Source: The Economist
This article examines Shakespeare’s rise to greatness. It also features some interesting graphics that show trends in the popularity of his plays.
This piece examines several ways Shakespeare was affected by the plague. It also points out how the plague plays an crucial role in the plot of Romeo and Juliet.
What does Shakespeare have to do with the coronavirus pandemic? Read this article to find out.
It’s not likely that you think of Shakespeare and video games at the same time, but that may be about to change!
Source: U.S. News & World Report
Click this link to read about the record-breaking auction sale of a copy of the “First Folio,” the book that originally collected Shakespeare’s plays.
William Shakespeare penned some of the most famous lines in the English language, which is exactly why spelling reformers are starting with Hamlet.
Standing up for justice isn’t just good for equality; it’s also good for business.
Source: Care Matters
Letting go of the wish for revenge can be a gift to yourself. Click through five suggestions that can help with this approach when someone wrongs you.
Anthropologist Margaret Paxson writes about her struggle to quantify peace and ultimately argues that peace is knowable.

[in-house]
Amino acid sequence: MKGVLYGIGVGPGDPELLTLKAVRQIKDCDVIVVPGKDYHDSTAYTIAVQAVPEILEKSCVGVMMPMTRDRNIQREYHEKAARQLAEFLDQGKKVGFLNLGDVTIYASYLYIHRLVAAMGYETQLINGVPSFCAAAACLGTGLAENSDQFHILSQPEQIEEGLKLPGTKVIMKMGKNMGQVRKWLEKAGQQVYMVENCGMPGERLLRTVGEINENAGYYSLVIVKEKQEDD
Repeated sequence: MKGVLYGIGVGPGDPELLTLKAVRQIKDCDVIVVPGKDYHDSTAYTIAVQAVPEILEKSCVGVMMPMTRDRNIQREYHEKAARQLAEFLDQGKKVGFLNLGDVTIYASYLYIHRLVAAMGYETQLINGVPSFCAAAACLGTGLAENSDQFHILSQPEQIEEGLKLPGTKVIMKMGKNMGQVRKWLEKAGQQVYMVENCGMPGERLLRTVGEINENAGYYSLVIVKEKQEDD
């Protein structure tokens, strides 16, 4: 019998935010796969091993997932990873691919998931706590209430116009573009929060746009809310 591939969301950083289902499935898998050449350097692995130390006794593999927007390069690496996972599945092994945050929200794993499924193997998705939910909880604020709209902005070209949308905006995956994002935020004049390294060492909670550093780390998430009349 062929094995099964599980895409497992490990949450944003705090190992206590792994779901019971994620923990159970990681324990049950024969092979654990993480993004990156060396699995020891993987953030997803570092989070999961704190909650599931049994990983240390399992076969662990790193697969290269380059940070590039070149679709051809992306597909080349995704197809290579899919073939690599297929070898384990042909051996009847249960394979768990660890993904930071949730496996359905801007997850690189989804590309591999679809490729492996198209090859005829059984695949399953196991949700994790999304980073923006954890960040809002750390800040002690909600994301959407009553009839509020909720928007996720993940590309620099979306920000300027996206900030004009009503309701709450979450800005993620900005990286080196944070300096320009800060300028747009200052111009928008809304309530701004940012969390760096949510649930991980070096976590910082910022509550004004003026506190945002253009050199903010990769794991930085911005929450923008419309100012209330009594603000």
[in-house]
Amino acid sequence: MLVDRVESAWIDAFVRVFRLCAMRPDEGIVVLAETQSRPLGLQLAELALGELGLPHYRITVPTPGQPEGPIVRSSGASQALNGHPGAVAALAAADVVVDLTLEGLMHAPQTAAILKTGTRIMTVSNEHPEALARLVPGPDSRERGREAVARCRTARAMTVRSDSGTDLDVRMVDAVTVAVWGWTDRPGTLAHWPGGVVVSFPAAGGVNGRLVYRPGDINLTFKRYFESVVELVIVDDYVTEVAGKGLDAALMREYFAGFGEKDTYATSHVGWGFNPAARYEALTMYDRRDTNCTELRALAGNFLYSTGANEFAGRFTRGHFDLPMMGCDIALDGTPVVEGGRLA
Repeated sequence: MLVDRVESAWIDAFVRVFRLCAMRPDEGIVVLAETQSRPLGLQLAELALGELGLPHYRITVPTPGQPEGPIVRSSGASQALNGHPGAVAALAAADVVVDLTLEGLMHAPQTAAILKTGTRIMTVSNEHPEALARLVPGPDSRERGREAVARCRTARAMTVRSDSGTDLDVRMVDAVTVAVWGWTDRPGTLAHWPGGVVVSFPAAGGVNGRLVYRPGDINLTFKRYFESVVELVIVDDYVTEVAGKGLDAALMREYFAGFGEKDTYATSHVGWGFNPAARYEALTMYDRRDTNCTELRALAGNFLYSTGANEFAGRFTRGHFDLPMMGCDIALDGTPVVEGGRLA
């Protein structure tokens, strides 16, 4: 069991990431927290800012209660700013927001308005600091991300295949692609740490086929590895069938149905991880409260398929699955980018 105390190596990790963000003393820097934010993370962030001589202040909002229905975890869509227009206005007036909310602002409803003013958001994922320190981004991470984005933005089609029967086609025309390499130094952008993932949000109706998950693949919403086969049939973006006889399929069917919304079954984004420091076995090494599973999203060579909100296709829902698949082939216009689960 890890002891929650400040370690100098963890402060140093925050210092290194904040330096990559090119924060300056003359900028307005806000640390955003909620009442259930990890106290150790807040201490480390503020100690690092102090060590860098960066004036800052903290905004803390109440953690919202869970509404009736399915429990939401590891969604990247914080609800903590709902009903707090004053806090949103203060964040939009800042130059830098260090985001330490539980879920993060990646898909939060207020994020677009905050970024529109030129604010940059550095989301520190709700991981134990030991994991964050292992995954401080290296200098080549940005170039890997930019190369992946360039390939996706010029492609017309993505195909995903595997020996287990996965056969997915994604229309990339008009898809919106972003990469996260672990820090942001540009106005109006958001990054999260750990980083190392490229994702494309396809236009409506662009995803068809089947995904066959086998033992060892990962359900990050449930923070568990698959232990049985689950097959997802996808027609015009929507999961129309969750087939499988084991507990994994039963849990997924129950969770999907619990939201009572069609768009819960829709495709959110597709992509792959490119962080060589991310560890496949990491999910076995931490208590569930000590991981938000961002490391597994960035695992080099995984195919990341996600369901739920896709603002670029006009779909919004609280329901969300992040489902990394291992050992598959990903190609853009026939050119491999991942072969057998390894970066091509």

Source: Scientific American
Research by New York University neuroscientists Oriel FeldmanHall and Peter Sokol-Hessner shows that broadening options to restore justice, such as reconciliation or compensating the victim rather than punishing the offender, could ease the burden of the U.S. justice system.
Source: The Guardian
One silver lining of shelter-in-place orders is that they might give rise to creativity. Learn more about a popular idea that sets the bar high.
Source: The New York Times
A recent production of Shakespeare’s great tragedy puts the viewer at the center of the intrigue and revenge.
Source: Voice of San Diego
Because most gang violence can be attributed to retaliation, the city of San Diego has implemented a program in which former gang members intervene with victims and persuade them not to seek revenge.
Source: How Stuff Works
Hatred is borne from many factors, both neurological and sociological; it can lead people to seek vengeance and leaders to implement large-scale atrocities such as the Holocaust.
Victims of crimes sometimes have a say in the cases’ outcomes in a process called restorative justice. Listen to this radio interview to hear more about how it works.
Philosophy professor Nick Smith recounts the history of apologies made by national governments, and reflects on their significance.
Source: The Atlantic
Former district attorney Lucy Lang questions what justice for violent crimes is, argues that prison conditions should be improved, and calls on prosecutors to be on the front line demanding change.
Source: The Chicago Tribune
In Chicago, a program brings Israeli and Palestinian teenagers to the United States to hear each other’s stories. Read the article for more about its goals.
Source: The Guardian
This article explains how Rulfo’s childhood experiences during a violent period in Mexico’s history inspired “Tell Them Not to Kill Me!” and other notable short stories.
Source: BBC News
This article details the life of people in Albania impacted by generations-long “blood feuds.”